What may be most galling to his fans, and most awesome to me, is the way he followed Warhol's dictum that "good business is the best kind of art." Kinkade was solidly up front with this concept of commercialization. He also resembled Warhol in these ways: Warhol made serial production legitimate (Kinkade used stencils and assembly lines to produce his "original paintings"), tied his aesthetic values together with commercialism, and self-consciously built a subculture around himself that reflected his values. Maybe Kinkade's greatest achievement was to have found an artistic model that made Warhol's business model for art acceptable to the evangelical community that generally thinks contemporary art is a left-wing plot--or at least the work of emotionally tortured, sexually perverted, effetely intellectual, anticapitalist, and anti-family-values liberals. For this, I salute him. I wish he could have done it with better ethics.
There will always be a place in the art marketplace for all kinds of art, and that is as it should be, whether you or I approve of it. The lowest-common-denominator work will always have appeal and sell. Peter Max and other artists devised styles and that catered to the pop culture of their era. We have contemporary figures such as Damien Hirst and Olafur Eliasson who embrace their role as boutique industrialists. Now Max's work is regarded as kitsch. And so I won't hold my breath while the world comes to terms with Thomas Kinkade and the parade of jokers who pretend to be artists. I'll just enjoy this chocolate breath mint…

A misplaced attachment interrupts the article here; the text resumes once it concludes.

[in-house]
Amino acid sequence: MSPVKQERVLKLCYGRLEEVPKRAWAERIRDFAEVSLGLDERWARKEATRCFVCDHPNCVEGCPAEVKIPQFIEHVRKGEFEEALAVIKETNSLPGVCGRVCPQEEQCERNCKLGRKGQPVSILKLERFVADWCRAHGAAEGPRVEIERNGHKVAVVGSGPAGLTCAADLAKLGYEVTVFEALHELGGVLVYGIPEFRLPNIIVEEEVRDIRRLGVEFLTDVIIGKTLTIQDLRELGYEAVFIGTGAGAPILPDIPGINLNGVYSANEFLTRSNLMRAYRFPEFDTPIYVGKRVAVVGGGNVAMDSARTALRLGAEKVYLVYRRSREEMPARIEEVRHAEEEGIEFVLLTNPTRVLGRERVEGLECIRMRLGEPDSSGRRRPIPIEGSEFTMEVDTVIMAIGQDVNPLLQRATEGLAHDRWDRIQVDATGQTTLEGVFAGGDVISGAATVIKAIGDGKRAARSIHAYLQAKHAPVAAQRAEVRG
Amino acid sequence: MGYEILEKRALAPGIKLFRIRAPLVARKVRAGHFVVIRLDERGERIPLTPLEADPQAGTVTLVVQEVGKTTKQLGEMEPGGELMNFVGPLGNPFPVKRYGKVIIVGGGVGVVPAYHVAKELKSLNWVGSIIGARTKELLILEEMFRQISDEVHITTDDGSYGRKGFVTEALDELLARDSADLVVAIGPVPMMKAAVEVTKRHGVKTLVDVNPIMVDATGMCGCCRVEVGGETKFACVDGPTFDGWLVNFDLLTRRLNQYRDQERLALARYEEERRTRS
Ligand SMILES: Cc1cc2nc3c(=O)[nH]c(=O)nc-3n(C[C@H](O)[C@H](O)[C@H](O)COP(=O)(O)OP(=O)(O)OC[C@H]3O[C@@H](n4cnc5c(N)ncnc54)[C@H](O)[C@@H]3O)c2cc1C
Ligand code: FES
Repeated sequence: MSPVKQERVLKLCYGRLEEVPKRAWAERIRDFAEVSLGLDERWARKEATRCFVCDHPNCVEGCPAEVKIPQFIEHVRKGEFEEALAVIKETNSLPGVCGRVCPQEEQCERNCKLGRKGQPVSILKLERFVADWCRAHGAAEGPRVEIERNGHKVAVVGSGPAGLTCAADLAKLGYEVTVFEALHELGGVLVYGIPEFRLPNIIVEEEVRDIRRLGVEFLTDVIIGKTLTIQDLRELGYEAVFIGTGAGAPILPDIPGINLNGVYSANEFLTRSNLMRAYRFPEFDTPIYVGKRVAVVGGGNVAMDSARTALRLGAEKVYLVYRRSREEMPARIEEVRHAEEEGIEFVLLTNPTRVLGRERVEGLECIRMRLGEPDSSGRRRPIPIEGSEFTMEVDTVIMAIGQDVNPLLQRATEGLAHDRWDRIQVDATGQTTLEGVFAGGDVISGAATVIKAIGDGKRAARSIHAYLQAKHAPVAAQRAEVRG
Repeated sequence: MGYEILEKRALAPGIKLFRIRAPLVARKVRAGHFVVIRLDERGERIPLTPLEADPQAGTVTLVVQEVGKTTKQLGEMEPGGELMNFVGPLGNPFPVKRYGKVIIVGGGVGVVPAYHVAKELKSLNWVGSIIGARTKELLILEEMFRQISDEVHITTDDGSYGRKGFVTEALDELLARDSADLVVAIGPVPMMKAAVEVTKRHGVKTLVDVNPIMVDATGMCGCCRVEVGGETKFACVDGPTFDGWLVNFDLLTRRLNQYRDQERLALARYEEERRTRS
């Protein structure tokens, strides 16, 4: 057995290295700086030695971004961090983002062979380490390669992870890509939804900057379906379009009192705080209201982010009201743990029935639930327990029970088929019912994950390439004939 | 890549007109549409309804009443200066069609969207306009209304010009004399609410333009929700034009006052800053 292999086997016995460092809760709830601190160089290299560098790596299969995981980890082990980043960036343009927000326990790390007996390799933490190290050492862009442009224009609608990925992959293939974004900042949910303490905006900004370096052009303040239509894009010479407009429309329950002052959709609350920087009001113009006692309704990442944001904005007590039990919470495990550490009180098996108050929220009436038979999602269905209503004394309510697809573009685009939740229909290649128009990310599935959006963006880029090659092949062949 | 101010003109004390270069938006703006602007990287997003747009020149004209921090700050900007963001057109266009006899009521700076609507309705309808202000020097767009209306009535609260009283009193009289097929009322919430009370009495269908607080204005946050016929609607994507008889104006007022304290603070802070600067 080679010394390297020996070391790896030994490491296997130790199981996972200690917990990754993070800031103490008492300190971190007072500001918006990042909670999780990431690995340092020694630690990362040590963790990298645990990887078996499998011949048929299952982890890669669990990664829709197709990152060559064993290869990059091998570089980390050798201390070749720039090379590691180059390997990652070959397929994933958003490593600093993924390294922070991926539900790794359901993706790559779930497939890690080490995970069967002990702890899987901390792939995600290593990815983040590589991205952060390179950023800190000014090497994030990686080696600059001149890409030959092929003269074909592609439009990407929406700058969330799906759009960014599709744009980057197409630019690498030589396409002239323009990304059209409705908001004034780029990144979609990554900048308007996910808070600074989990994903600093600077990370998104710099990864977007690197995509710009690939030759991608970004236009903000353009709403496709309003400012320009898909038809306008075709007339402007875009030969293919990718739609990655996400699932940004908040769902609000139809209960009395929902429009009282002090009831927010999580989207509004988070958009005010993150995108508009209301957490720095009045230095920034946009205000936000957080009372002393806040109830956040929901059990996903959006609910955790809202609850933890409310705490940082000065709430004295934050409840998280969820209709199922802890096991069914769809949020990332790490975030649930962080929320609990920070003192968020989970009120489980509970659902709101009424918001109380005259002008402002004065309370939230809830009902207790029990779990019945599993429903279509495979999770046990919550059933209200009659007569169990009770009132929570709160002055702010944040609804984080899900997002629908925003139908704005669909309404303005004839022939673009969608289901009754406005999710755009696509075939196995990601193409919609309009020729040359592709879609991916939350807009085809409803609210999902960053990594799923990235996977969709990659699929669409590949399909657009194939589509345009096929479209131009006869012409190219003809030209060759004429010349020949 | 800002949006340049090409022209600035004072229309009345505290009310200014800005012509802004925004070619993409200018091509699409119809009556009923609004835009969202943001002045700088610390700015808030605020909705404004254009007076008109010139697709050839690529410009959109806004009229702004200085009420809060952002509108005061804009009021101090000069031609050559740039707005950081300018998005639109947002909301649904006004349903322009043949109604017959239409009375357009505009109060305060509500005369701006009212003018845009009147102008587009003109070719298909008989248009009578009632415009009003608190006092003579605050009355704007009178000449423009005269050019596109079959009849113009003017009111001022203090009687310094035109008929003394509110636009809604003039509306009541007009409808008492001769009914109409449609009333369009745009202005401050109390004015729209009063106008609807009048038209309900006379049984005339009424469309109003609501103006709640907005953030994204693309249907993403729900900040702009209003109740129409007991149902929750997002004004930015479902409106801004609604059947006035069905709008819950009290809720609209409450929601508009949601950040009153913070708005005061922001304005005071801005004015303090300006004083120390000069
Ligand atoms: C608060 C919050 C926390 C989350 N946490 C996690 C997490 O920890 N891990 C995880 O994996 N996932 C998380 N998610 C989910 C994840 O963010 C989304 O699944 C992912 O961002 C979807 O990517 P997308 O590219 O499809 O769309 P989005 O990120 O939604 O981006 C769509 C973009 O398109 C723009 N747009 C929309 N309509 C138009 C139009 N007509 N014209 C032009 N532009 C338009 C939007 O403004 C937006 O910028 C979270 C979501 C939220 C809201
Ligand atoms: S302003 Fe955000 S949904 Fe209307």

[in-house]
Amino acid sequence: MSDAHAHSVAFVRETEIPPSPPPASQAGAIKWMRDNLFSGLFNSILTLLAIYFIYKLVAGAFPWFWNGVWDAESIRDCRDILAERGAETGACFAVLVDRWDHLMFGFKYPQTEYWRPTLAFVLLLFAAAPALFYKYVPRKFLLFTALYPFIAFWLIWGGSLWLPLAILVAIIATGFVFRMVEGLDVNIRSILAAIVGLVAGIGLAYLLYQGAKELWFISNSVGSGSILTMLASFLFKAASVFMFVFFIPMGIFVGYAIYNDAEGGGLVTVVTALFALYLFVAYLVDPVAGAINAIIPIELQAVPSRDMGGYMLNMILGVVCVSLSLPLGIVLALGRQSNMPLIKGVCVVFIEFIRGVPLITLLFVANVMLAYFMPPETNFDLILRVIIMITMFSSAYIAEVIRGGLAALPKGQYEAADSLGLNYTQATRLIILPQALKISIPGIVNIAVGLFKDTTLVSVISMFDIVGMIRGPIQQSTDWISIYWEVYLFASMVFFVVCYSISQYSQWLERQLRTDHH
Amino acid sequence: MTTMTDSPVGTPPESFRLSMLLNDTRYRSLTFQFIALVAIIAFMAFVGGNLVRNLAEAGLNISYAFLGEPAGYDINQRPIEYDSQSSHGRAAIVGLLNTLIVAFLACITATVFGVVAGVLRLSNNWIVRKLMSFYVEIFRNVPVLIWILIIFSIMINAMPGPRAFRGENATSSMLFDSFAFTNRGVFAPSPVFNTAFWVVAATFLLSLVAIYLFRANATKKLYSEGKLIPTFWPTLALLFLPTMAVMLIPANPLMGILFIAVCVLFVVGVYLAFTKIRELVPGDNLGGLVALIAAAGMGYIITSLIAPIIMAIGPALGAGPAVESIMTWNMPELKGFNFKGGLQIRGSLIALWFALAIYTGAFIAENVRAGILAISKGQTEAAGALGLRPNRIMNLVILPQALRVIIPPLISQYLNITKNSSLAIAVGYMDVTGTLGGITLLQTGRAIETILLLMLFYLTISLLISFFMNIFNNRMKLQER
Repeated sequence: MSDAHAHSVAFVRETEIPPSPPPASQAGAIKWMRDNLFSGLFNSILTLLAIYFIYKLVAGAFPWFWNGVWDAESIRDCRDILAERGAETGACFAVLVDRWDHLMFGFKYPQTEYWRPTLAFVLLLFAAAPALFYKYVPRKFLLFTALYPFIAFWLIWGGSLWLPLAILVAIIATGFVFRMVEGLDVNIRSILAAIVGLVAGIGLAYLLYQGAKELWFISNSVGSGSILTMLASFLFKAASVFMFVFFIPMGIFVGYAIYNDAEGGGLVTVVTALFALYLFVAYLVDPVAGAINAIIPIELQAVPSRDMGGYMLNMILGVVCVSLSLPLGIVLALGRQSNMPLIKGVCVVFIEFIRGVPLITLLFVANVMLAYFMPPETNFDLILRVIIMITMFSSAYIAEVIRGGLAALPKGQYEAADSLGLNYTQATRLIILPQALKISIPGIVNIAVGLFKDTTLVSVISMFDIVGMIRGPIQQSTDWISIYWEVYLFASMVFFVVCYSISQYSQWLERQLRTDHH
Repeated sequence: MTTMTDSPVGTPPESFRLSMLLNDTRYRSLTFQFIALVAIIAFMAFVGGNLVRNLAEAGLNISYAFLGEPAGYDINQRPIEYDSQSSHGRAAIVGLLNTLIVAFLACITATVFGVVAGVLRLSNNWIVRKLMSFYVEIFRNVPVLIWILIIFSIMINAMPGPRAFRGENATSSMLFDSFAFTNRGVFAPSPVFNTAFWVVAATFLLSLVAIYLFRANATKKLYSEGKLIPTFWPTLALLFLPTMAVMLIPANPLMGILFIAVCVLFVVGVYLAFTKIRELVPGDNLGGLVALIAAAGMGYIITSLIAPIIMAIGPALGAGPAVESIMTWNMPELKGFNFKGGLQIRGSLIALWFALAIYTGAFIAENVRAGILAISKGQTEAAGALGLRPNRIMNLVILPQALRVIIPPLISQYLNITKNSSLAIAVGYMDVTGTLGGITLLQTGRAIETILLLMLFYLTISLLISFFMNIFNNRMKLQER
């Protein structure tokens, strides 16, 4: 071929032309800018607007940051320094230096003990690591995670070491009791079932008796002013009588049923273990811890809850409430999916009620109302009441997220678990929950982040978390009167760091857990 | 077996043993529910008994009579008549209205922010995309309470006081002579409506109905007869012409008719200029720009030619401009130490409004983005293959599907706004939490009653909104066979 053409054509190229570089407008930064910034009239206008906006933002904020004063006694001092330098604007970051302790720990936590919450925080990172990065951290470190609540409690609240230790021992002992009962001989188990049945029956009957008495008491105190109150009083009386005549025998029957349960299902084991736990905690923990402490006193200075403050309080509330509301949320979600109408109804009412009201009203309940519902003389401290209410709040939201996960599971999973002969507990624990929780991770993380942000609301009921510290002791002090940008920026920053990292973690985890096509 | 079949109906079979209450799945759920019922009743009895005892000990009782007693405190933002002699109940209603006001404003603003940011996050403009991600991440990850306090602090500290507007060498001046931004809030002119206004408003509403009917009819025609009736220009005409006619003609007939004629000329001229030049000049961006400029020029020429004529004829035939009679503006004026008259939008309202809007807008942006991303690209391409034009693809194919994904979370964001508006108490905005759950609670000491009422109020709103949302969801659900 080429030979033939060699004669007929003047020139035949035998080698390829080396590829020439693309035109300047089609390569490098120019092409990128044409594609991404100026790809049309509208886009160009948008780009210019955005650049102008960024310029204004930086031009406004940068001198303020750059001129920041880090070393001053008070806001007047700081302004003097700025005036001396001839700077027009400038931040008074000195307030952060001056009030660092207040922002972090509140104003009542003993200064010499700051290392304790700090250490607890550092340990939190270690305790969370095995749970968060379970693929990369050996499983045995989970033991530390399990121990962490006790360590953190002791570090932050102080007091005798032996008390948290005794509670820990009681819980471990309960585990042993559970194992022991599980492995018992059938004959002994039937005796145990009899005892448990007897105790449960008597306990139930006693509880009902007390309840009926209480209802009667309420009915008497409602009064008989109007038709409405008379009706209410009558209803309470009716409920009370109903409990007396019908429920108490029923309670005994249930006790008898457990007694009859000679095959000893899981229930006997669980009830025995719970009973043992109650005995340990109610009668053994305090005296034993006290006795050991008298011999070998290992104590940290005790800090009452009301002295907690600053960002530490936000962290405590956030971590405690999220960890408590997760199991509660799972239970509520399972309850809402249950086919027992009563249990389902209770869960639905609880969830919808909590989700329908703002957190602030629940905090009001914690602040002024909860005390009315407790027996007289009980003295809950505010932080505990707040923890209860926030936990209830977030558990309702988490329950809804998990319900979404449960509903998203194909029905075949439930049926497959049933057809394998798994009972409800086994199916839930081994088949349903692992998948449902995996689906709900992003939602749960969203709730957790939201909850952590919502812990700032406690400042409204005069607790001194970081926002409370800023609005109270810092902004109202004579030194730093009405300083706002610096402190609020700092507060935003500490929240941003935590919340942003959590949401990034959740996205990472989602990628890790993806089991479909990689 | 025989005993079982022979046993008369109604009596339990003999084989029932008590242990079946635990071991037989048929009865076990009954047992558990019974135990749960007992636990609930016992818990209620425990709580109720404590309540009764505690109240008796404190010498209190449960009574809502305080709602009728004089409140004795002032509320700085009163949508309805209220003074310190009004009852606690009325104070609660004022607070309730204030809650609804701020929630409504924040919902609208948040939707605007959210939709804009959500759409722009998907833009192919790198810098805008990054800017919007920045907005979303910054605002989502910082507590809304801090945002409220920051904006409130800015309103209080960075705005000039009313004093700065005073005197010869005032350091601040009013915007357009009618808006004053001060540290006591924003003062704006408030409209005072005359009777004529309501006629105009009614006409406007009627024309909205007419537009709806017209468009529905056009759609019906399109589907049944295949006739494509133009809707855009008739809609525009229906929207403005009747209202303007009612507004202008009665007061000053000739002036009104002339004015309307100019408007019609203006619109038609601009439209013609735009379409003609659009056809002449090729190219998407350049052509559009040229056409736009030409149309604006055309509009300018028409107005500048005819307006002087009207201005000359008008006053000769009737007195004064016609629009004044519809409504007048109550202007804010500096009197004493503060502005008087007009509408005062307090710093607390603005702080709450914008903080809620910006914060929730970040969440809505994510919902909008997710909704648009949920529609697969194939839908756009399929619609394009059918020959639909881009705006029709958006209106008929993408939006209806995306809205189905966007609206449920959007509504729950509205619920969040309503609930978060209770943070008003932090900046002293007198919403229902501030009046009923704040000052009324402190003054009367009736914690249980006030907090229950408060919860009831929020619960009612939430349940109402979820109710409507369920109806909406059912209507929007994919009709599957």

Examples of artists I consider better artists and make better paintings than Kinkade:
An example of an artist who used religious symbolism and themes in his art. His world view, however, was balanced between light and dark and carried the full range of attributes that life offered in his culture and time.
Pieter Bruegel the elder
This artist used religious symbolism and realistic renderings in his depiction of village life in his time and culture. Cultural realism, versus the fantasy of Kinkade.
Ernest ("Ernie") Barnes ("Big Michelangelo")
Stylized figures. Religious themes in his murals, especially. Implied motion is central, compared to static Kinkade. And he is inclusive, showing the full range of the human race. Nowhere in Kinkade is there anything but Caucasians.
Other genre painters expressing religious themes in paintings and murals (because Danville Express limits the number of URLs one can have in a posting, I had to delete all the links to these artists--JB):
- Diego Velazquez
- Johannes Vermeer
- Louis Le Nain
- Jean-Baptiste-Siméon Chardin
- William Hogarth
- Dante Gabriel Rossetti
- Gustave Courbet
- Edward Hopper
- Thomas Hart Benton